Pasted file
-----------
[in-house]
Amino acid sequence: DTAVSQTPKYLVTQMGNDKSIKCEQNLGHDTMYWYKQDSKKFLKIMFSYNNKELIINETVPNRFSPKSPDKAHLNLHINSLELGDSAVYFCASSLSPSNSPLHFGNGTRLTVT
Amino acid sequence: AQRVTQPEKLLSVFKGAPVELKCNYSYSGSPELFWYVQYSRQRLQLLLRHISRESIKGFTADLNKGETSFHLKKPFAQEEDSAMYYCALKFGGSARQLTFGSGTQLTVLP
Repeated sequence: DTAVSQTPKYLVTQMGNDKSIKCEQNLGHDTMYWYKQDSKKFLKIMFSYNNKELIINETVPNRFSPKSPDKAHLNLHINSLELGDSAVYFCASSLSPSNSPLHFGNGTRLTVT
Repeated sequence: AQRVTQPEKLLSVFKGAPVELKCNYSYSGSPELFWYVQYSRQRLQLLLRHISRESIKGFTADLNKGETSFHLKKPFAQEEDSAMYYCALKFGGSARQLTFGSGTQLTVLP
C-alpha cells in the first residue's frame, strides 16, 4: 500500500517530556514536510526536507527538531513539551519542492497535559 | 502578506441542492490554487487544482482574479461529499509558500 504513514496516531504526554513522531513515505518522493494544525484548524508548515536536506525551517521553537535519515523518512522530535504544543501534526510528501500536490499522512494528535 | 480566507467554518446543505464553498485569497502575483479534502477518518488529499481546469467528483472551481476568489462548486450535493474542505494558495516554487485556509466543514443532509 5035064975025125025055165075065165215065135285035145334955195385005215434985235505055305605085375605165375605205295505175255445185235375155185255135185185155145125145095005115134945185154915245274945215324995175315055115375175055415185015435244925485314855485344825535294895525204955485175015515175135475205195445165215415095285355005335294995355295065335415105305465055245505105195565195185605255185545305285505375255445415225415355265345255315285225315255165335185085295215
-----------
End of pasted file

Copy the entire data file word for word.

[in-house]
Amino acid sequence: DTAVSQTPKYLVTQMGNDKSIKCEQNLGHDTMYWYKQDSKKFLKIMFSYNNKELIINETVPNRFSPKSPDKAHLNLHINSLELGDSAVYFCASSLSPSNSPLHFGNGTRLTVT
Amino acid sequence: AQRVTQPEKLLSVFKGAPVELKCNYSYSGSPELFWYVQYSRQRLQLLLRHISRESIKGFTADLNKGETSFHLKKPFAQEEDSAMYYCALKFGGSARQLTFGSGTQLTVLP
Repeated sequence: DTAVSQTPKYLVTQMGNDKSIKCEQNLGHDTMYWYKQDSKKFLKIMFSYNNKELIINETVPNRFSPKSPDKAHLNLHINSLELGDSAVYFCASSLSPSNSPLHFGNGTRLTVT
Repeated sequence: AQRVTQPEKLLSVFKGAPVELKCNYSYSGSPELFWYVQYSRQRLQLLLRHISRESIKGFTADLNKGETSFHLKKPFAQEEDSAMYYCALKFGGSARQLTFGSGTQLTVLP
C-alpha cells in the first residue's frame, strides 16, 4: 500500500517530556514536510526536507527538531513539551519542492497535559 | 502578506441542492490554487487544482482574479461529499509558500 504513514496516531504526554513522531513515505518522493494544525484548524508548515536536506525551517521553537535519515523518512522530535504544543501534526510528501500536490499522512494528535 | 480566507467554518446543505464553498485569497502575483479534502477518518488529499481546469467528483472551481476568489462548486450535493474542505494558495516554487485556509466543514443532509 5035064975025125025055165075065165215065135285035145334955195385005215434985235505055305605085375605165375605205295505175255445185235375155185255135185185155145125145095005115134945185154915245274945215324995175315055115375175055415185015435244925485314855485344825535294895525204955485175015515175135475205195445165215415095285355005335294995355295065335415105305465055245505105195565195185605255185545305285505375255445415225415355265345255315285225315255165335185085295215